Different schools of thought draw upon various theories in order to explain the adoption and implementation of reforms that are inspired by NPM. Olsen (1992) provides 2 main reasons for the implementation of NPM techniques. He argues that NPM techniques can be adopted by countries as internationally set standards and examples only because they have become a prevailing trend. Such a change will only be based on pressure and will take place as a part of diffusion process. Secondly he suggests that NPM techniques can be implemented because of the dire need to introduce technical efficiency and hence, it would serve as the optimal solution to the large array of problems existent in the very department. A contrary view, however, argues that the NPM techniques adopted must be in line with the national norms and values held by the country’s public sector. Thus, this makes applicability of all the elements of NPM difficult and only a few elements remain relevant considering the situation from country to country. It is argued that if this is not ensured, the changes introduced may be incompatible with the setting and thus would lead to conflicts among stakeholders within the public sector. NPM elements are not in line with the traditional norms and values of the public sector and this may lead to agitation among officers making it difficult to implement the reforms. Thus, it is of utmost importance that reforms are introduced such that they integrate with the existing culture of the public setup (Selznick, 1984).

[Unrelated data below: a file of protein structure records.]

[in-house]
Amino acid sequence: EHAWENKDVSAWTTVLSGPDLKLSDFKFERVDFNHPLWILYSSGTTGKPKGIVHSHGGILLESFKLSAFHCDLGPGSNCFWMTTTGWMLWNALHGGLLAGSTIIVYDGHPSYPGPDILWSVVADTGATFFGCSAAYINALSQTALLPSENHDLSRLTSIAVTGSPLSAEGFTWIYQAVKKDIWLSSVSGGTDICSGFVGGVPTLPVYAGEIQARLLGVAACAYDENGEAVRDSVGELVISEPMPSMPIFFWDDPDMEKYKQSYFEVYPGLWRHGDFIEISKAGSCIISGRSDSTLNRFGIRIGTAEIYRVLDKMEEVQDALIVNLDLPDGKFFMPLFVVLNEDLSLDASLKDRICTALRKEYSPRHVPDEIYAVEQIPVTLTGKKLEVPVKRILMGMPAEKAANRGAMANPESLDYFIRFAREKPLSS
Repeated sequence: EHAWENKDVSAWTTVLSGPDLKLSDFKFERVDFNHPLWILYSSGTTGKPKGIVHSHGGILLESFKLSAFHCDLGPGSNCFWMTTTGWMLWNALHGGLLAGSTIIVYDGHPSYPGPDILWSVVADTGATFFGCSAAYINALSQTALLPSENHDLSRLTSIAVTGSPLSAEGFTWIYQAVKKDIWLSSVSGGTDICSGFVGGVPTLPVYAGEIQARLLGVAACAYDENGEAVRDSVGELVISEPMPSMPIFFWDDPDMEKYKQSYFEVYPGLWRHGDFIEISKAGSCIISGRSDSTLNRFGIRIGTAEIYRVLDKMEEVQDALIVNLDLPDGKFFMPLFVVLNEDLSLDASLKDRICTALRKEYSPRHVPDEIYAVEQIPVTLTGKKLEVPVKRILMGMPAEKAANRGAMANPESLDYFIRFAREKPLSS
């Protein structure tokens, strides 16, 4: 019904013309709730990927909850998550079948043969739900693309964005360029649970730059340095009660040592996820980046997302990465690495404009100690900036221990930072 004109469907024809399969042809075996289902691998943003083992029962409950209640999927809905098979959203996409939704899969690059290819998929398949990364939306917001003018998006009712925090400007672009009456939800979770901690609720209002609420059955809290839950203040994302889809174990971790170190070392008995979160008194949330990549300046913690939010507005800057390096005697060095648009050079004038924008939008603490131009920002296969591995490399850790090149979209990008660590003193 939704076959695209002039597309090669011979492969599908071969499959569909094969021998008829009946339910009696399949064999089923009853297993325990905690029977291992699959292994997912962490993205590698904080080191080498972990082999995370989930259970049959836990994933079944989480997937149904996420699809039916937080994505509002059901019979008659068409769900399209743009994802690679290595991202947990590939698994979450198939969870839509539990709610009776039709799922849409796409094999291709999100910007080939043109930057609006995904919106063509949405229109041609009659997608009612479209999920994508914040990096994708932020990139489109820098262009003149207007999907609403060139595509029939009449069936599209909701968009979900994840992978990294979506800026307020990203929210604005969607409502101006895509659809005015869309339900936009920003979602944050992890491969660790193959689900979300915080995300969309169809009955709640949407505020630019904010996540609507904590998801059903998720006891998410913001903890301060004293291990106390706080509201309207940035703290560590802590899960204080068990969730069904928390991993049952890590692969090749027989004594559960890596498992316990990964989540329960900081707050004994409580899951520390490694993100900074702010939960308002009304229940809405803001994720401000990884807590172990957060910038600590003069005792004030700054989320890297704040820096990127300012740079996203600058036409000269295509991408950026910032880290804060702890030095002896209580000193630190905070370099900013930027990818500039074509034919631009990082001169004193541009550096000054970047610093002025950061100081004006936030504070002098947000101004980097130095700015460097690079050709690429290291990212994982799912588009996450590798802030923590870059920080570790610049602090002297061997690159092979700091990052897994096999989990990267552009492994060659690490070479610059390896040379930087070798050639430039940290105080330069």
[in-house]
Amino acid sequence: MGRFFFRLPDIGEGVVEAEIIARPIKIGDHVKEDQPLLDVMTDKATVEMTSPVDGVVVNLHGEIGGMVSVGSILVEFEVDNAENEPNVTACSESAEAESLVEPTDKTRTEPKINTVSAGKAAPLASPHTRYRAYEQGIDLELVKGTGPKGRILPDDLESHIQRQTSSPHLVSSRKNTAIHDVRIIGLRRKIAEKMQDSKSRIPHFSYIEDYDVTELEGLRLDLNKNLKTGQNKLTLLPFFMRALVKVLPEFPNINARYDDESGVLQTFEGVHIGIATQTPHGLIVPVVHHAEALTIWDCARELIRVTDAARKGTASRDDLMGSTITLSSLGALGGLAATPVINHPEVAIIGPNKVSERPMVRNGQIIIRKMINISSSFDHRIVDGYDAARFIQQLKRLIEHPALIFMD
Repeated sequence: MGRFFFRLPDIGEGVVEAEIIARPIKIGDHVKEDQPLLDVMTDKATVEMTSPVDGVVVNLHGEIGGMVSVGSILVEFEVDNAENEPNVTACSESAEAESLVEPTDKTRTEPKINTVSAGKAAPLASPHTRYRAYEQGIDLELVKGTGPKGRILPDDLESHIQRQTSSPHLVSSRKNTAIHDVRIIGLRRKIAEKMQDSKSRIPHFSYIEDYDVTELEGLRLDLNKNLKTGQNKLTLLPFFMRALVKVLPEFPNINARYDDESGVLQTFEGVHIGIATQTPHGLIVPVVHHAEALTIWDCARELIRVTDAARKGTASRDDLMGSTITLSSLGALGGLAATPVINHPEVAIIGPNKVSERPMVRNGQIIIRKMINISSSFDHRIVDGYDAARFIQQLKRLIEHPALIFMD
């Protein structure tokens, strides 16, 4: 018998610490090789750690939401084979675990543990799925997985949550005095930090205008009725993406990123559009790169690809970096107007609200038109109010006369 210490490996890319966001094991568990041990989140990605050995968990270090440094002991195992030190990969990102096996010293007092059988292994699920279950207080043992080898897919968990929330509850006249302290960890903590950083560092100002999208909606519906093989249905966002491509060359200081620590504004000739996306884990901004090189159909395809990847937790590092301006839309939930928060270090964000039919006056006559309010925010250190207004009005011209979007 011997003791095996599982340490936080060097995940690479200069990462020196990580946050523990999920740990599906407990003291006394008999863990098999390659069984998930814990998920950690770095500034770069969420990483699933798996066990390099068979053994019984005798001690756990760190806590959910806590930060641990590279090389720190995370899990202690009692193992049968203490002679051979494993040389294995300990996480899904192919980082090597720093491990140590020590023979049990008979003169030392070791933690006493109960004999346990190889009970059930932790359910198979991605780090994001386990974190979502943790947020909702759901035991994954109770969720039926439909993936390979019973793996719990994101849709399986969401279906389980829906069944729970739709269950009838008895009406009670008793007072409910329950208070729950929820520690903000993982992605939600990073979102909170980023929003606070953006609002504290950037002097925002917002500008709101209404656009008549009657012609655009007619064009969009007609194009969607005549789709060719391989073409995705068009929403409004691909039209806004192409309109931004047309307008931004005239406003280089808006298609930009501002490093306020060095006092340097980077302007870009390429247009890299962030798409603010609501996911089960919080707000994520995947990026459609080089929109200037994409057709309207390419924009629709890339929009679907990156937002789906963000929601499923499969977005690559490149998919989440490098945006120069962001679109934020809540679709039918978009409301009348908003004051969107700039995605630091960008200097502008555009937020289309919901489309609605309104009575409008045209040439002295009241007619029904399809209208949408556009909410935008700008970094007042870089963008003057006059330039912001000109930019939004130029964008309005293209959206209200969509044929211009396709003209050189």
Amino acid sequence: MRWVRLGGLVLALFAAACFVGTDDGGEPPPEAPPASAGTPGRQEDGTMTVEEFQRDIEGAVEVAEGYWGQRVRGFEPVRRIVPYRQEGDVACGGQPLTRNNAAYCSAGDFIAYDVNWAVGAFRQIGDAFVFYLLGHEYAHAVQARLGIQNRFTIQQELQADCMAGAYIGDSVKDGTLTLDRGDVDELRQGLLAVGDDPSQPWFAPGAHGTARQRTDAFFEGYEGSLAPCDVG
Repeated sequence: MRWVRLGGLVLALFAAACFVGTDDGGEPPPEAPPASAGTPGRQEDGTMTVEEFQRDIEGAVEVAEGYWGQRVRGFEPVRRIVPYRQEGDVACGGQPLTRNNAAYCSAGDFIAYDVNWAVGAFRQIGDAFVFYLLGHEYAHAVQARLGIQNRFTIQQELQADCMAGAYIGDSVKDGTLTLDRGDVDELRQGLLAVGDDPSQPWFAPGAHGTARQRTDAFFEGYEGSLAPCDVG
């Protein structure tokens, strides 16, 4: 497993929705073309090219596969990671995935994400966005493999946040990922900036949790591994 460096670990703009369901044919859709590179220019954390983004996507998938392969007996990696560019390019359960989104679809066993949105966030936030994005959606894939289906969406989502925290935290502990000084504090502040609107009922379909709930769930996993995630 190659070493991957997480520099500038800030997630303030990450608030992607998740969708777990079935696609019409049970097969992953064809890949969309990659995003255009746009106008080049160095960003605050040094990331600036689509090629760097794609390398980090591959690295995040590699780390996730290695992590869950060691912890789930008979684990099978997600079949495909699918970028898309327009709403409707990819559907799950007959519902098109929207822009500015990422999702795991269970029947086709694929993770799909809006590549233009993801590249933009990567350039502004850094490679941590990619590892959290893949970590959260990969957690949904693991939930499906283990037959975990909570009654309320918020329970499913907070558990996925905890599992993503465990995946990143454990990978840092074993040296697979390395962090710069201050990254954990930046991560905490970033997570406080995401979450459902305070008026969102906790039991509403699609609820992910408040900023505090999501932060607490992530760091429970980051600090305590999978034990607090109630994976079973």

2.5 NPM in Health Care Sector